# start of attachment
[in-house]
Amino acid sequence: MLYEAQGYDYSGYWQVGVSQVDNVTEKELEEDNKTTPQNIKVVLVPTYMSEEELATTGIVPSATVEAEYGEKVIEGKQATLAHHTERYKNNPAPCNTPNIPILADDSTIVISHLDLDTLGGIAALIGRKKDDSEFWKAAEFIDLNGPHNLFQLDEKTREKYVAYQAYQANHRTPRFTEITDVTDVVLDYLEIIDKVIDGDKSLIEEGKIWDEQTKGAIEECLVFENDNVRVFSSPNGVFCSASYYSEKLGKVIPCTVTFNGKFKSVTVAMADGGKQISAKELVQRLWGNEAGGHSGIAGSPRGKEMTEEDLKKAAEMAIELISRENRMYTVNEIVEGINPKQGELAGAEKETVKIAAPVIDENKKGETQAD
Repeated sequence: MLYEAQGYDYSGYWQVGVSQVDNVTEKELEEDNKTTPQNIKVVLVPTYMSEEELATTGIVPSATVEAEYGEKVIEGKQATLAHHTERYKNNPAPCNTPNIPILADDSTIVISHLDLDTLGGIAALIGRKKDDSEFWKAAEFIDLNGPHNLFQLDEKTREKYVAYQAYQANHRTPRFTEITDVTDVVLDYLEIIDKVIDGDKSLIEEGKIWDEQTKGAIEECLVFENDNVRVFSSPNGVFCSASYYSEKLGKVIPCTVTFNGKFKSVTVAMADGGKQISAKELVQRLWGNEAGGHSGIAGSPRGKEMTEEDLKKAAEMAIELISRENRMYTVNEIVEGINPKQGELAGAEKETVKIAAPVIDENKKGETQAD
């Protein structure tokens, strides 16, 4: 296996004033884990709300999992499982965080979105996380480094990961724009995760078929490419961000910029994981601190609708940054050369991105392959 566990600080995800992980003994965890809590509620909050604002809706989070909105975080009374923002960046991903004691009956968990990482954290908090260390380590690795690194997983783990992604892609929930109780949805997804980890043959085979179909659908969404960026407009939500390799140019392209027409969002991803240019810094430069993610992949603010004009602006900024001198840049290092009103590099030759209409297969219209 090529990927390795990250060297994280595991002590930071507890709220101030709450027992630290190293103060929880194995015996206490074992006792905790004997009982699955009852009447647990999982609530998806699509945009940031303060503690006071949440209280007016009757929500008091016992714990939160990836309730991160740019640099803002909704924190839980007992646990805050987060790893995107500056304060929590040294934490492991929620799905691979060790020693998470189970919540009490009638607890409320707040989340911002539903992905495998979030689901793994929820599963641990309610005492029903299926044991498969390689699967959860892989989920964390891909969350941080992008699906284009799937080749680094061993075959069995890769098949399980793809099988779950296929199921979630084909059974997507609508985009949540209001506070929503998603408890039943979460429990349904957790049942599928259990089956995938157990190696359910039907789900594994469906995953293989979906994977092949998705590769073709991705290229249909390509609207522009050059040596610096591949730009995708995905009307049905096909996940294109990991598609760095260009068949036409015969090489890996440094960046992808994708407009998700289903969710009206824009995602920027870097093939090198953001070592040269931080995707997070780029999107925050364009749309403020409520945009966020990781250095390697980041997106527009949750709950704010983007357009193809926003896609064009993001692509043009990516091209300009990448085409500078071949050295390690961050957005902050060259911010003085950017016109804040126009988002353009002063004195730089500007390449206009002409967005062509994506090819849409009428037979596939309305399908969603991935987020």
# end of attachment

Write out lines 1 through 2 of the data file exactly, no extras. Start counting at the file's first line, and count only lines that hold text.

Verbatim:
[in-house]
Amino acid sequence: MLYEAQGYDYSGYWQVGVSQVDNVTEKELEEDNKTTPQNIKVVLVPTYMSEEELATTGIVPSATVEAEYGEKVIEGKQATLAHHTERYKNNPAPCNTPNIPILADDSTIVISHLDLDTLGGIAALIGRKKDDSEFWKAAEFIDLNGPHNLFQLDEKTREKYVAYQAYQANHRTPRFTEITDVTDVVLDYLEIIDKVIDGDKSLIEEGKIWDEQTKGAIEECLVFENDNVRVFSSPNGVFCSASYYSEKLGKVIPCTVTFNGKFKSVTVAMADGGKQISAKELVQRLWGNEAGGHSGIAGSPRGKEMTEEDLKKAAEMAIELISRENRMYTVNEIVEGINPKQGELAGAEKETVKIAAPVIDENKKGETQAD